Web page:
Today Z searched through the site, ooohing and ahhhing over the many exciting tutorials. She ended up choosing to work toward her Salvager badge. I think she was imagining that there was a secret (clean) junkyard that I could drive her to, and where she would find awesome (clean) metal and wood bits that she would paint and re-purpose, perhaps as our new dining set.

Instead she ended up randomly finding some plastic plants on the sidewalk,

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and plans to use them in some sort of art project or maybe to decorate her Dollhouse, which is also a salvaged project that we made from an old bookcase. Once she uploads at least 3 Salvager projects she will earn a badge in that skill. I wonder what she will sew the badge onto…

I love using projects that combine online activities with activities you can do IRL. Z has recently started bird watching. We got her her first binoculars, a birding book, and two bird feeders. Today she worked on a cool Citizen Science project today through Cornell’s Lab of Ornithology. They have several projects to do, but we started with Yard Map. Yard Map uses google maps and some other mapping and drawing software to gather information about the birds right in your backyard (or at your office or school, etc), as well as teach you things you can do to make your area more sustainable and bird friendly. While Z was mapping our yard she also learned the number and names of the trees in our yard. She also recorded birds she saw in our yard this morning at ebird.org, another citizen science tool for bird watchers.

Then working from a tutorial we found online she made this awesome stenciled shirt (with a little help from me doing the ironing.)

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Doesn’t it look pretty professional? This was our first time trying it.

Z wrote another poem today too:

I see no stars

I see no stars
The only light comes from the glowing orbs encased in hanging lanterns
Tonight, there is no Mars
But sweet music floats through the satiny darkness to me
Celestial scars
Are all but vanished in the rich enthralling night
There are no cars
Honking and whirring, no penetration of this thick absence
The night’s guitars
Still strum a hypnotic lullaby, even though
I see no stars

Today she also read, played the piano, went for a walk, and built with her LEGOs.

Categories: Art, Birding, child-led learning, homeschooling, learner-led education, Poetry, Science, Tech, Uncategorized, unschooling | Leave a comment

Junkanoo, The Unknown

We had an almost perfect day of unschooling/child-led learning/democratic education today. It was one for the books.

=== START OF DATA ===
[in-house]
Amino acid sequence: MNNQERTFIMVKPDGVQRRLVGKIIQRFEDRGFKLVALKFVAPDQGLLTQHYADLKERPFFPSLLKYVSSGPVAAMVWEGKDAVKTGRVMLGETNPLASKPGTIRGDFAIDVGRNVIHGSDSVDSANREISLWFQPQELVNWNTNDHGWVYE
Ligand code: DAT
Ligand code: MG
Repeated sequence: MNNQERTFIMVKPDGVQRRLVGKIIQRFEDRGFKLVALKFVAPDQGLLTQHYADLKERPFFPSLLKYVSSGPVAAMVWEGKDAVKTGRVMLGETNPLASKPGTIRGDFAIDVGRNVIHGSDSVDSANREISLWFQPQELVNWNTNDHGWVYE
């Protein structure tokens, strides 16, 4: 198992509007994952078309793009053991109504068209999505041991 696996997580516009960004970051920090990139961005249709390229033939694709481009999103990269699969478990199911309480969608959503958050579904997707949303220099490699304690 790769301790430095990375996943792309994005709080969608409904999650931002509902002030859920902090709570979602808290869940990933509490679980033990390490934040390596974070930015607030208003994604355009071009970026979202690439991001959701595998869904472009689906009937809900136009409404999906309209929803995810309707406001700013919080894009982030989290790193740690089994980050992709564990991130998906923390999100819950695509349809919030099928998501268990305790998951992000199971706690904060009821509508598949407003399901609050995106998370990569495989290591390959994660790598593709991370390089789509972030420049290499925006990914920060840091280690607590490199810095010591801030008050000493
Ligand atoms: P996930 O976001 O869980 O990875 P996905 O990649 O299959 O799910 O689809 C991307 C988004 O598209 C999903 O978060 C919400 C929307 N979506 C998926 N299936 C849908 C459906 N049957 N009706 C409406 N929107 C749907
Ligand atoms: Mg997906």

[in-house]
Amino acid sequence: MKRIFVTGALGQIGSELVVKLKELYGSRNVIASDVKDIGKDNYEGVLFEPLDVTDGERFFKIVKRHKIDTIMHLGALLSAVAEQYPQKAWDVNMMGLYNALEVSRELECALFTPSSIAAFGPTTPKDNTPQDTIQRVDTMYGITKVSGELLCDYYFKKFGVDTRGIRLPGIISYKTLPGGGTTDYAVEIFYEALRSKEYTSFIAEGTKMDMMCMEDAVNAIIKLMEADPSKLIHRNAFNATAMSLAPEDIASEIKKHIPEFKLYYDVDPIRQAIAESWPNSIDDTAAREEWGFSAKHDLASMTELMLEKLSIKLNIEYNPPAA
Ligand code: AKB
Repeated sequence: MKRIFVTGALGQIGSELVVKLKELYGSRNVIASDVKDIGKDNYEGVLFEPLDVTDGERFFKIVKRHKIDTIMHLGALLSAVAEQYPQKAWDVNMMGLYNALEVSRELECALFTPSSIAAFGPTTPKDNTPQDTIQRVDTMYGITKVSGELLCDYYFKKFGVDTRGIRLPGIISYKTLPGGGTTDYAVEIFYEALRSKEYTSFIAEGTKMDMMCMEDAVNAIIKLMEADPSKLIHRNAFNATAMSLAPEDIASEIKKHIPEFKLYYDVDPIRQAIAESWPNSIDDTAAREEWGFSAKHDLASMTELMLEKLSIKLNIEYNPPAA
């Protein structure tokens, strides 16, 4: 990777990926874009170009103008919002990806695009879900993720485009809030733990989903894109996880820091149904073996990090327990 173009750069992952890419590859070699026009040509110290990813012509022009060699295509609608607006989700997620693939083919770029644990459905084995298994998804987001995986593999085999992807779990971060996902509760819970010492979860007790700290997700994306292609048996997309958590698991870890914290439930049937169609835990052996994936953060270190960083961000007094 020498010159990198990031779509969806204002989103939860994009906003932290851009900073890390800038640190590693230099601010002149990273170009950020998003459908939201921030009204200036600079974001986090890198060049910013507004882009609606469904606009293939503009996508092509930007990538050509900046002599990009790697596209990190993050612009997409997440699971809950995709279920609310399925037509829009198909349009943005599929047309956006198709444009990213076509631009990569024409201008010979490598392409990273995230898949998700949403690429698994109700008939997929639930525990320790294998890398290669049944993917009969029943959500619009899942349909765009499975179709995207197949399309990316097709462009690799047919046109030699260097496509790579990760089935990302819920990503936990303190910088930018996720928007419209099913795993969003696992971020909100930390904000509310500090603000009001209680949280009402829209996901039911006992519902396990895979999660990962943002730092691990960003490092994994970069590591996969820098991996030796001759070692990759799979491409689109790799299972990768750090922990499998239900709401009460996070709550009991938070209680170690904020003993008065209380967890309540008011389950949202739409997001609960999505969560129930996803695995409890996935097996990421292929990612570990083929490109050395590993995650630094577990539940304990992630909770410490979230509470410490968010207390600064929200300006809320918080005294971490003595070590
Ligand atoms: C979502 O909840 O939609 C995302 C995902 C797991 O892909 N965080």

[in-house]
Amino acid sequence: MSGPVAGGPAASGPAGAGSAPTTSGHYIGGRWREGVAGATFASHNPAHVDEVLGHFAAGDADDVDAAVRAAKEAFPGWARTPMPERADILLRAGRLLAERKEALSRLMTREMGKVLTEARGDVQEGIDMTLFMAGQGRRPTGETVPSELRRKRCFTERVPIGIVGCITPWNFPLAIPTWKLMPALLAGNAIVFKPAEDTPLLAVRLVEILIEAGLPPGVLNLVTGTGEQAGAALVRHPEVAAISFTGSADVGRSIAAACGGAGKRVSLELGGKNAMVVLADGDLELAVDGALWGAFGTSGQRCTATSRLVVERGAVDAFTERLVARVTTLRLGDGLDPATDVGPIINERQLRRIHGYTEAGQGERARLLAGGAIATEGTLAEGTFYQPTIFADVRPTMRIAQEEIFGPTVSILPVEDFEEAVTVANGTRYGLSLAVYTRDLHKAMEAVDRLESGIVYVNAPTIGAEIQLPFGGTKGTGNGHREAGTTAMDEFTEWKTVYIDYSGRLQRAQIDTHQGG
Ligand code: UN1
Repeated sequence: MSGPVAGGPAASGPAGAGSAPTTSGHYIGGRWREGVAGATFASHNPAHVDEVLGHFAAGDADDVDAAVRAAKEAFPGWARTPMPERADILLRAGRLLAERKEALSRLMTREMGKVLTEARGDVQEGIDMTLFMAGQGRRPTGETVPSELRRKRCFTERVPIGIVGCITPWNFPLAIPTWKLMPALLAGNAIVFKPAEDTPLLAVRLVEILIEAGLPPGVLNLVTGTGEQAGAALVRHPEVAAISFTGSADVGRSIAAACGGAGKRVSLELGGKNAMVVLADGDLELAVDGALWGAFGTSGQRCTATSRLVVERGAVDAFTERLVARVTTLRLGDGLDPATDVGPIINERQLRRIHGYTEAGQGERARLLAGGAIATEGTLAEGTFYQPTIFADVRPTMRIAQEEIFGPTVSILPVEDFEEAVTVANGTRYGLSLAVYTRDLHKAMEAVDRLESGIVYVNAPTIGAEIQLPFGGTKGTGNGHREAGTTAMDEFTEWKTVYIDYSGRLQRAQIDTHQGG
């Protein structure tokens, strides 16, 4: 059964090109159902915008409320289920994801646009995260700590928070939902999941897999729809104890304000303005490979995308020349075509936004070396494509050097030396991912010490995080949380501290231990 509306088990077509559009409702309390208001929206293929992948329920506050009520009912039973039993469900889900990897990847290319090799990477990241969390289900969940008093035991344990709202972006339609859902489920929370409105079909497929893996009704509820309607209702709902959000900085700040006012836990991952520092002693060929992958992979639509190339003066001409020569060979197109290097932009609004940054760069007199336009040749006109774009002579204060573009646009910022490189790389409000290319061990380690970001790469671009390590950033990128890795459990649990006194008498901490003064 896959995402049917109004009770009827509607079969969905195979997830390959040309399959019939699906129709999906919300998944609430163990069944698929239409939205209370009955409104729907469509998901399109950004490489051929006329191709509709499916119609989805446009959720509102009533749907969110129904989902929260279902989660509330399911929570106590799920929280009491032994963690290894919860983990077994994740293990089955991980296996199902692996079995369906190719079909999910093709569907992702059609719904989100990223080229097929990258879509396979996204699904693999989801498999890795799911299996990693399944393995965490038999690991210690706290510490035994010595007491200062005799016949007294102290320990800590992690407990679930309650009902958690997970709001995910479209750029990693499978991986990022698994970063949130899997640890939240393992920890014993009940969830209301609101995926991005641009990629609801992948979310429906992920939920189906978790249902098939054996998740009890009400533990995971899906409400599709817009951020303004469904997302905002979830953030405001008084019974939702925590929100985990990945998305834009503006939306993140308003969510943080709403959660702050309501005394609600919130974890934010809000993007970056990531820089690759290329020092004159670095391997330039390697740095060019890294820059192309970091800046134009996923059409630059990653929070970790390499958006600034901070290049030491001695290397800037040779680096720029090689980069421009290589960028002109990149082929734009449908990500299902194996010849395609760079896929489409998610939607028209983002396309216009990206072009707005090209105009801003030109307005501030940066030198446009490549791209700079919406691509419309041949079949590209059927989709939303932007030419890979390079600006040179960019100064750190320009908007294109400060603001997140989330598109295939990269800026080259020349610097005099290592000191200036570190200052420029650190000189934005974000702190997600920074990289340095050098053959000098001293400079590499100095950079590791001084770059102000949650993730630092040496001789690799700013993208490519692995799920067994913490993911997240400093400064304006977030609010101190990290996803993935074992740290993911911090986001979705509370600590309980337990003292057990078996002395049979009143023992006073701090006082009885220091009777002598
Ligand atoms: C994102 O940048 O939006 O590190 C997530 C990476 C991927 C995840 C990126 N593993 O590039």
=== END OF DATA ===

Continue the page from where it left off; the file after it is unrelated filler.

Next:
We started the morning playing Just Dance 4 on the wii U. We did high energy duet dances to Rock Lobster, Ooops… I did it again, The Final Countdown, Les Ketchup, and Everybody Needs Somebody to Love ala Blues Brothers. It was really fun and a good workout.

After breakfast Z took out some old geography detective games.

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In the background on the whiteboard is a list she keeping of projects she wants to work on.

Then she worked on LEGOs for awhile.

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After lunch we played around with a new geography app, The Barefoot World Atlas. From that we got the idea to work together on one of her projects, “Take a World Tour.” Z wants to take virtual trips around the world attending various festivals. Today, December 26 aka Boxing Day, The Junkanoo Festival is being held in the Bahamas. Junkanoo is a street parade with colorful costumes and music. The origin of the word Junkanoo is obscure but it might come from the French “L’inconnu” which means “the unknown.”

We first learned about Junkanoo on the atlas app. Then we checked it out on the net. Next Z found a flight from Philly to the Nassau, Bahamas, via Newark. Then she plotted her course on the trip mapping website travellerspoint.com. She want to use that website to make a map of her virtual travels. Then we listened to some Bahamian music and watched some Junkanoo parades on youtube. Of course we were inspired to design our own Junkanoo costumes.

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I just realized now that, of her own accord, Z ended up doing a lot of geography today. That’s interesting.

Another project she came up with is to write a poem everyday. I would never assign something like that. I would think that too ambitious. Obviously she doesn’t. It was raining when she wrote this: